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Can someone please answer this question for me. Is the key of A on the fifth fret, with standard tuning and no capo? The reason I ask, is that someone told me it was in a different place, which I can only imagine being the case if a capo was used.

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    Not quite sure what you mean; the key of A isn't at a specific location on the fretboard. The key of A just means that the notes F , C, and G are sharped; that is, the key of A contains the notes A, B, C♯, D, E, F♯, and G♯. The fifth fret on the bottom string is an A in standard tuning, and an A major scale often starts there. But first, you should edit your question title to something more specific than "...needing a question answered." – David Bowling Mar 30 '18 at 1:17
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    Well that was a question i needed answered, so i was being specific. i thought it sounded a bit not right, when someone told me this. he obviously has not got much knowledge, or is a bit of clown. i know the A major scale has all these notes, just like i know all the notes to the other scales. but music theory, can be a little baffling and the last thing i like to do, is say to someone there wrong, when i am not one hundred percent sure myself. thanks for clearing it up though. – bill clancey Mar 31 '18 at 18:30
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The 'key of A' is all over the guitar fingerboard! The key of A comprises seven specific notes, all of which 'fit' into the scale of A major.

I think what you're asking is where is the note A. Again, there are several places on the fretboard where an A lives.

The lowest one is on the bottom (fattest) string, 5th fret. The same note is also played on the 5th string open. The octave of that, also A, is found on the 4th string, 7th fret, and 3rd string 2nd fret. The only other A is on the 5th fret top (thinnest) string, an octave higher again. That may be the one referred to. There are several other frets/strings where you can find an A note as well.

When a capo is used, it works like your fingers, on the fret it's placed on. All the other, higher notes will not be affected, and will still have the same names.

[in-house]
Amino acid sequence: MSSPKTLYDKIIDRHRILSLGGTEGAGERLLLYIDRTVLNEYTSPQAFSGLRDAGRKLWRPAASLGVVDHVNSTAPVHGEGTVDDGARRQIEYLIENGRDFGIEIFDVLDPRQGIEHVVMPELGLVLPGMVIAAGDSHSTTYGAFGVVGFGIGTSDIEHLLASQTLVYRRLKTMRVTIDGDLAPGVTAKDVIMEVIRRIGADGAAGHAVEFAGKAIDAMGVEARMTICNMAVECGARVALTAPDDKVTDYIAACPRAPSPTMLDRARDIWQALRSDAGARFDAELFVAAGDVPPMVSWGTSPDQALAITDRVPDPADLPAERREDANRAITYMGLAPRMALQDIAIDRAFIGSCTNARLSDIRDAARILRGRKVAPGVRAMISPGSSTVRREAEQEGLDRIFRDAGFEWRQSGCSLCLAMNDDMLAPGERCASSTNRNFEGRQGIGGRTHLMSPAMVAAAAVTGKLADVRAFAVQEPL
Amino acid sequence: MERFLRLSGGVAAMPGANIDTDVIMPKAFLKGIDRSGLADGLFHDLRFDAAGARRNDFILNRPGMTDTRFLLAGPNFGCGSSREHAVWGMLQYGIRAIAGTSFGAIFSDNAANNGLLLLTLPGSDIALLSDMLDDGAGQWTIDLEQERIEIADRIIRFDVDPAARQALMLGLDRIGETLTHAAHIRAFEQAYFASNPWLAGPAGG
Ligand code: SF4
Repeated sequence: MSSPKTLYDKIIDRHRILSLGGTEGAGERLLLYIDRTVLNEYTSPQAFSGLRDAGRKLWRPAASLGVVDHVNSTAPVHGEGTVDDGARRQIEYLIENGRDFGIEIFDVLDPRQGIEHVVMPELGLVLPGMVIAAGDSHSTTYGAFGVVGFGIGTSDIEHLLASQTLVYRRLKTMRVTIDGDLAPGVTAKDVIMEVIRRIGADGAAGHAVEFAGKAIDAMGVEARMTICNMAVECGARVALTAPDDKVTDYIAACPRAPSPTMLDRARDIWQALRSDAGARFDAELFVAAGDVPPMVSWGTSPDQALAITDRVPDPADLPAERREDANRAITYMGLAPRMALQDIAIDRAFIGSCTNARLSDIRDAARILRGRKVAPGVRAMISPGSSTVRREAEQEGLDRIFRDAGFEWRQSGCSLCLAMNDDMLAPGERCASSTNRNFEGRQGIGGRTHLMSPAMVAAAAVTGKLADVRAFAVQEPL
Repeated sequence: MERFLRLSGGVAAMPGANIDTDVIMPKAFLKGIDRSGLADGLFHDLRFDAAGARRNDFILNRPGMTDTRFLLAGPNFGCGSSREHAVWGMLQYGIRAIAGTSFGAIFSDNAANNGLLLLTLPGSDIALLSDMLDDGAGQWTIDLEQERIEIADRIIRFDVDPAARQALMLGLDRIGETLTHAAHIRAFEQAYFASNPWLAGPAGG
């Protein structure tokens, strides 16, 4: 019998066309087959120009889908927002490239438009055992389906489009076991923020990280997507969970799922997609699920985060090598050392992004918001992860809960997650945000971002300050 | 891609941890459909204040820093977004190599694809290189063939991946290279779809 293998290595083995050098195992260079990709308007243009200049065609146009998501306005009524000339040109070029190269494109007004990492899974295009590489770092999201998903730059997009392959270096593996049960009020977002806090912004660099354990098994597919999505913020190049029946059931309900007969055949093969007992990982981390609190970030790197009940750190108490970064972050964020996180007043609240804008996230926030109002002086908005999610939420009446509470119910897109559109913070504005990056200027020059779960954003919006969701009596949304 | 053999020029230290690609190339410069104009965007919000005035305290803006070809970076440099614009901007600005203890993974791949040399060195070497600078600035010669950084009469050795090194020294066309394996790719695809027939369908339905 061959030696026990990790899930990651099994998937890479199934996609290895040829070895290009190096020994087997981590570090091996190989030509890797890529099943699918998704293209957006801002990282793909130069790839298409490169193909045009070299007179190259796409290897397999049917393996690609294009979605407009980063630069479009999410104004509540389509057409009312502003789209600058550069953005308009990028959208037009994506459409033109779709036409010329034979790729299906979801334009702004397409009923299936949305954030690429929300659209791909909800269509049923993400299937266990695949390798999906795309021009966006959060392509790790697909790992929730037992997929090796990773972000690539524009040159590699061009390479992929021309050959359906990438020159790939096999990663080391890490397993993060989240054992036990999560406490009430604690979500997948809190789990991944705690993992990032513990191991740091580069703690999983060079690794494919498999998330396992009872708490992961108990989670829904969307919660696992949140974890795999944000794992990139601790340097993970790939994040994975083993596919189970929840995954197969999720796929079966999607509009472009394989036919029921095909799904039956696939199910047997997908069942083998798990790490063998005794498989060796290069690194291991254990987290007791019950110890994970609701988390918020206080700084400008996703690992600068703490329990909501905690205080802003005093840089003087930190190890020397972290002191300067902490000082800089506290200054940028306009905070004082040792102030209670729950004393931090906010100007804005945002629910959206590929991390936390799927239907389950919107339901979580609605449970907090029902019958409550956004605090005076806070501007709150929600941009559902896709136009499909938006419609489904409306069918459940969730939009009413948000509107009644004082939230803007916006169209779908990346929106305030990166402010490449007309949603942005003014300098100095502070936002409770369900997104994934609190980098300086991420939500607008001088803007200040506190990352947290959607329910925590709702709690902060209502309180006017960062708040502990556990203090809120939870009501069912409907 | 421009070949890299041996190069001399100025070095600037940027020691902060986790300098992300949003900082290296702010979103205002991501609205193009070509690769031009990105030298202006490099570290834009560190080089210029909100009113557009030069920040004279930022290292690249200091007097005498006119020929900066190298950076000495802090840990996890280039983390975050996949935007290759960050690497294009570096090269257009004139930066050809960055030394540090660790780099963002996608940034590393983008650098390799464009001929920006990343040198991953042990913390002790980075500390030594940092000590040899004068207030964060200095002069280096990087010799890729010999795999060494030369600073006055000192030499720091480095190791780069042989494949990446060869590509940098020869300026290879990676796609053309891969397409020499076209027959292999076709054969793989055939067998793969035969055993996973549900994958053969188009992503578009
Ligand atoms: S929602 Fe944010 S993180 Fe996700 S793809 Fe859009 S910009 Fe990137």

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    Thanks Tim, some of this i already new. what i was doing, when i needed that question answered, was cross reference myself, in case it proved to be something i missed out. music theory is full of surprises and you never stop learning it, like most things that are worth knowing about. – bill clancey Mar 31 '18 at 18:36
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As a complement to Tim's answer, here's a possible interpretation of the question. Suppose that you have only learned a few chords, maybe E, A, and B7. You could then play quite a few simple songs but only in the key of E. Now put a capo on the first fret and play the same fingerings (up one fret) and you will get F, Bb, and C7 suitable for the key of F. Put the capo on the fifth fret and you will get A, D, and E7 suitable for the key of A.

However, this is a special case, if you know, or can figure out, the fingerings then you could play in any key with the capo in any position.

Edit: up / down flipped based on comments.

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    Cheers john, nice educated way, of putting this over. i already knew, that when you capo a fret, the chords change, but your music theory, spells it out better. i knew, when that guy told me this, about that A major key, it sounded a bit not right, but i always like to be sure, before making any comments. – bill clancey Mar 31 '18 at 18:44
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As @Tim says, the 'key' of A is all over the fretboard as it incorporates several notes. The locations of the note of A however is shown here:

enter image description here

It's generally a good idea to memorize the notes on the top 2 thickest strings (6th string and 5th string - the last two rows in the table) when beginning as it helps you identify what you are playing as you improve.

  • Thanks for this chart timbo, its good fine detail. i do see you wrote down flats instead of sharps, but of course, there the same thing. – bill clancey Apr 2 '18 at 3:10

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